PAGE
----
Australia bids for the record
If Rosco McGlashan has his way, his Thrust-like Aussie Invader will deprive Richard Noble of his outright land speed record
Tucked away behind the pit straight grandstands in Adelaide lurked a car more powerful than anything on the race track, yet which remained utterly silent throughout the Australian GP meeting. Only its owner was making any noise, and the ebullient Rosco McGlashan is aware that he will have to make a great deal if his big blue projectile is ever going to run in anger.
Just getting the 26ft Aussie Invader 2 to Adelaide was a major landmark for a man who, like Al Teague, is getting as close to the record books as his own ingenuity and financial resources will allow. For many months now he has worked to raise the finance to emulate his nation’s other great record breaker Ken Warby, who shrugged when his countrymen yawned, and laughed when he first broke the water speed record 15 years ago in the boat he designed and built in his own backyard.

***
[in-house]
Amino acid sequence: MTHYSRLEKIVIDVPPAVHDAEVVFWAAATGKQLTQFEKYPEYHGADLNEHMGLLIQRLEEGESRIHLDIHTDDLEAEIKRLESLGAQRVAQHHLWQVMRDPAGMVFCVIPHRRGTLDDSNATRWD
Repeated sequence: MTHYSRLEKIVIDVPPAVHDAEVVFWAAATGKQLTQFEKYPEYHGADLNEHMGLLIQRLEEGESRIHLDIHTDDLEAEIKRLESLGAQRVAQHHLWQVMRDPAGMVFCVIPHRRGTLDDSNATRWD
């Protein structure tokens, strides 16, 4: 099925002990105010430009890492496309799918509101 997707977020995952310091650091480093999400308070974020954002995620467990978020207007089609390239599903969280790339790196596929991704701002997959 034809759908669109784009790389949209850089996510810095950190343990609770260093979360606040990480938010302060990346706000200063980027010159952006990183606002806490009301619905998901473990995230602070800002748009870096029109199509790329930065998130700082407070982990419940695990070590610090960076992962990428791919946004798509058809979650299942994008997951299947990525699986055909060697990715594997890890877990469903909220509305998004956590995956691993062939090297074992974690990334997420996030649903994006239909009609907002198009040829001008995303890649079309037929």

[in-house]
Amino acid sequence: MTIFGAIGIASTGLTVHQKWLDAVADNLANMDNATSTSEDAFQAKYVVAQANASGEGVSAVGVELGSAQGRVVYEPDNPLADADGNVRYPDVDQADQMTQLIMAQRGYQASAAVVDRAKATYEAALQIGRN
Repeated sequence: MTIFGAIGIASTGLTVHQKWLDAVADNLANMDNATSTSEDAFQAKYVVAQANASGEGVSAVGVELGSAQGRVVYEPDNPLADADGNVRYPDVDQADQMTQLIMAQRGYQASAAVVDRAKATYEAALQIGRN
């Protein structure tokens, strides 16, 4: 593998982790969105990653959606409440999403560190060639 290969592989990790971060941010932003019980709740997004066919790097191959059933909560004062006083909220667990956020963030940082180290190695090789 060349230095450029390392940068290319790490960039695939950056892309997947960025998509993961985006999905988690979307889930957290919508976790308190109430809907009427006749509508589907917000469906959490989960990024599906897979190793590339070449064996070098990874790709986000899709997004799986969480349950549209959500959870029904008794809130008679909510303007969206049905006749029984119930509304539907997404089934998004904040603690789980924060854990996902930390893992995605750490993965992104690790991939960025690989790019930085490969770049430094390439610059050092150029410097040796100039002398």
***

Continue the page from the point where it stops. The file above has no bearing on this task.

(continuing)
McGlashan’s car bears clear resemblance to Noble’s current 633.468mph title holder Thrust 2, with only subtle differences. The bodyline of the cockpit is lower – “I’m only a little guy so I can sit much lower!” – and the tail fin is single. The outrigged rear suspension members have the rubber springs atop the struts rather than below. The air intake, designed by aerodynamicist Jack Apgar who penned the intakes for the F111 and the Hornet, is markedly squarer than Thrust’s. Unlike the aluminium-clad British car, Invader will ultimately use a carbon fibre and Kevlar honeycomb bodyshell. When the solid aluminium wheels are ready, the car will be even more Thrust-like, because they have been designed by John Ackroyd, the man who created Noble’s successful machine. McGlashan sings his praises without pause. “When I first approached him to help I expected him to say ‘No way, mate’ because we were opposition, but he couldn’t have been more positive.” Unfortunately, just getting the right sort of aluminium in Australia is currently stretching Rosco’s patience, but he remains hopeful of launching an attempt with the 17,500Ibt machine at Lake Gairdner or Lake Deborah sometime in 1992. He’ll start by attacking Donald Campbell’s 403.1 mph Australian record, moving up in stages, taking whatever advice and help comes his way. He keeps body and soul together racing his dragster, all the while awaiting that moment when his dream becomes reality and Aussie Invader 2 finally reaches the salt. DJT